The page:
I'm going to try and avoid spoilers as much as I can - all I really knew going in was that Clementine survives into Season Two (which is currently being released in episodes), since she is the star of that story. Lee and Clementine make their way to the city of Macon in the first episode (Lee's hometown) and join a group of survivors. The group dynamic of that group is perhaps the biggest part of The Walking Dead, with Lee and Clementine's relationship taking center stage. The player, as Lee, needs to decide which other characters with whom to agree or disagree. Two of the central characters in the early goings are the pragmatic, family-first Kenny and the de-facto leader Lily. Again, avoiding spoilers, Lee will have to choose between siding with Kenny or siding with Lily at several key junctures, and those decisions can have major plot implications.
And here's where The Walking Dead feels different from older adventure games. It's less married to the weird puzzle rituals and Item-A-into-Slot-B event flagging of older Western adventure games, but also isn't explicitly about character interactions and seeking different endings like Japanese visual novels. The Walking Dead is definitely about the story and characters, as each character will "remember" Lee's decisions between episodes and affect plot points, dialog, and even which characters live and die. And speaking of dialog, The Walking Dead has some EXCELLENT dialog. Voice work is superb, and the characters are surprisingly believable and appealing. By game's end I was determined to protect the SHIT out of Clementine; the writers did a particularly strong job of making Clementine the coolest eight-year-old in gaming history. Sorry, Nanako.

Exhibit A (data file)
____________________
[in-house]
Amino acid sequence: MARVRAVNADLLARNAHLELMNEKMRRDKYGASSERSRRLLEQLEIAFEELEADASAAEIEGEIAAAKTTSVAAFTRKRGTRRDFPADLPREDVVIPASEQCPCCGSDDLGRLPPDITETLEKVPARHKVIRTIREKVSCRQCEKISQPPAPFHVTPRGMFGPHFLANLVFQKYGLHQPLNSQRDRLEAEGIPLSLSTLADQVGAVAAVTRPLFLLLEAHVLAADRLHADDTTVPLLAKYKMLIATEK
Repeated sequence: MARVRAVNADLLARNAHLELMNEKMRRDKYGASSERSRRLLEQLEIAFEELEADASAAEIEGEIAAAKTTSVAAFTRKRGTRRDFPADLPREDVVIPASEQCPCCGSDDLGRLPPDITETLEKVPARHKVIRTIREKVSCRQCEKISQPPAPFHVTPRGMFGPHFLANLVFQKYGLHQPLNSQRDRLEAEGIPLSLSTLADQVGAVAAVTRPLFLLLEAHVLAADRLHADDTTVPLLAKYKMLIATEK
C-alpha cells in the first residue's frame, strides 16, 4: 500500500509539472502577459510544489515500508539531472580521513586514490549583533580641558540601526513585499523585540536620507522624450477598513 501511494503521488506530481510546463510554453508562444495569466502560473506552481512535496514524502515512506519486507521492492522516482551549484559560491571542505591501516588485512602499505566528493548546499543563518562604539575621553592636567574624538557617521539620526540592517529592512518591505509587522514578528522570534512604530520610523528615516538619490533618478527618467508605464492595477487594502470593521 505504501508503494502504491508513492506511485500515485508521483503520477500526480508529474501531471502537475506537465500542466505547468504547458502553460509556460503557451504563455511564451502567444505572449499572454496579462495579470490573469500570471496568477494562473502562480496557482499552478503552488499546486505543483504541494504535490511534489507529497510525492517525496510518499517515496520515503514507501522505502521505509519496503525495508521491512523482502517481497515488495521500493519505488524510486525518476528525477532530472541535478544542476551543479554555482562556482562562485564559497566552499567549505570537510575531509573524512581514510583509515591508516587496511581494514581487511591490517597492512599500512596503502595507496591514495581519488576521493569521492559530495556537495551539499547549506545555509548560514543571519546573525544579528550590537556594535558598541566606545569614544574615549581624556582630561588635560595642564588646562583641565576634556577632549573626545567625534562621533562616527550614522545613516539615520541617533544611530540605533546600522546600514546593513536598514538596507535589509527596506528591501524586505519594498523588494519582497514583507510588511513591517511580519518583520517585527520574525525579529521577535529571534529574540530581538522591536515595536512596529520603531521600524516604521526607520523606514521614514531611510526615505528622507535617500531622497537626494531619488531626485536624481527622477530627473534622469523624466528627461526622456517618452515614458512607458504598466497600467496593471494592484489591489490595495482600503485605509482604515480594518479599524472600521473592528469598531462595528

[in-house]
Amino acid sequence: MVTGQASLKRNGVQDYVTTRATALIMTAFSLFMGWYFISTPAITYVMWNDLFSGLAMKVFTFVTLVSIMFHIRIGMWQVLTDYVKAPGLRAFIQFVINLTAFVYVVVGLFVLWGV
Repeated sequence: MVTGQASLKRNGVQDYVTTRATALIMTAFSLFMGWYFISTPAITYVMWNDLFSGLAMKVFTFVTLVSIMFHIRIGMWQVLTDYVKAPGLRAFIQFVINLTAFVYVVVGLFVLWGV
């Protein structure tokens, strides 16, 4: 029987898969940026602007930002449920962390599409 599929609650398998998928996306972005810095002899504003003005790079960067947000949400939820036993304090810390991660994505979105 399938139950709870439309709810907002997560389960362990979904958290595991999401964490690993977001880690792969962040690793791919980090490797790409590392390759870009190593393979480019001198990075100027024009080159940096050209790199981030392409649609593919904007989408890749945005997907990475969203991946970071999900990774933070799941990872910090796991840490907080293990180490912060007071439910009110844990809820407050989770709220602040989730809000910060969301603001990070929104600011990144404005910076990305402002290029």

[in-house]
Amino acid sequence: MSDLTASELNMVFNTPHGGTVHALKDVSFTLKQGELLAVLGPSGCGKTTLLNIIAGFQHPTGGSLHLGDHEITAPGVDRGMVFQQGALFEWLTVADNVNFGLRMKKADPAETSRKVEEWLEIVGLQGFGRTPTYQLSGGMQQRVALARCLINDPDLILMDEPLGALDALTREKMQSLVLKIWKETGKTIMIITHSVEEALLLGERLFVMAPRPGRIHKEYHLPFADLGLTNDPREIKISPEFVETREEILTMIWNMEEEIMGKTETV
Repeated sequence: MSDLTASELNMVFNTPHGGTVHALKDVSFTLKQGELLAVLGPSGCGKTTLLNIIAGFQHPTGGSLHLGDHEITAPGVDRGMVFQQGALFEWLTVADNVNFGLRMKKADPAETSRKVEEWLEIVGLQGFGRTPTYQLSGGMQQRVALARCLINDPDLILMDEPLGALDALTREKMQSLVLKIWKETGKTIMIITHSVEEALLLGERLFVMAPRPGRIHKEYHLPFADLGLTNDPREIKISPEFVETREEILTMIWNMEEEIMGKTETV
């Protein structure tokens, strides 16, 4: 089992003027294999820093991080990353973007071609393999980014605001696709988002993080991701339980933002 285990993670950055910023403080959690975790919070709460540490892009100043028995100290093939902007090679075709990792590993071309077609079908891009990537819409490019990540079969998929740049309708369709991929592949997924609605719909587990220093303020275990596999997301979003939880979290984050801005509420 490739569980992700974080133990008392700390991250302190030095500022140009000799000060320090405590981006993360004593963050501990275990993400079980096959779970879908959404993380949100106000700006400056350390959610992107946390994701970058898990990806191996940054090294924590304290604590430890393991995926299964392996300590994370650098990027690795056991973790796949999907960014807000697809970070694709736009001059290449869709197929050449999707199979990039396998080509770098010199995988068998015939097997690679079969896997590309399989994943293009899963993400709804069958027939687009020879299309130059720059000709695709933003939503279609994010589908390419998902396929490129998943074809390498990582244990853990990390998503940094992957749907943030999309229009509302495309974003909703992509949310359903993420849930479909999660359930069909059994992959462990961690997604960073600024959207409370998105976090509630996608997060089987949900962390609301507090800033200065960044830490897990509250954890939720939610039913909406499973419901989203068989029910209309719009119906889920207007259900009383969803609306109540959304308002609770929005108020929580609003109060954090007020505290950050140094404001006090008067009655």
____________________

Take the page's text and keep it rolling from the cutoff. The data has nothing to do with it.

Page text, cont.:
So we have a branching plot, branching dialog, and a character-driven story. That's where The Walking Dead shines, but it still has some video-gamey-ness stuck in it. There are several item-grabbing scenarios and puzzles where you have to fiddle around with machines and escape from locked rooms, just like all those puzzle-driven visual-adventure games I mentioned four or five paragraphs ago. The puzzles aren't NEARLY as rough as those from the 1990s heyday of adventure games, and it's appreciated. Hey, I mentioned having affection for Full Throttle, but that doesn't mean I've beaten it. Or any LucasArts game for that matter. The Walking Dead is about character interaction, difficult decisions, and experiencing the story. Puzzles are there, but they take a backseat.
Two things that weren't very strong about The Walking Dead's new modern take on the adventure game are, unfortunately, key parts of the game. The basic interfaces are slow and clunky at best. Lee meanders at a snail's pace, and this is usually fine, but occasionally frustrating in larger areas or sectiosn where backtracking is necessary - those places are only occasional, but still present. The controls are usually fine, but during timed sequences it can be hard to see what the hotspots are (i.e. the things you're supposed to interact with). That's a problem.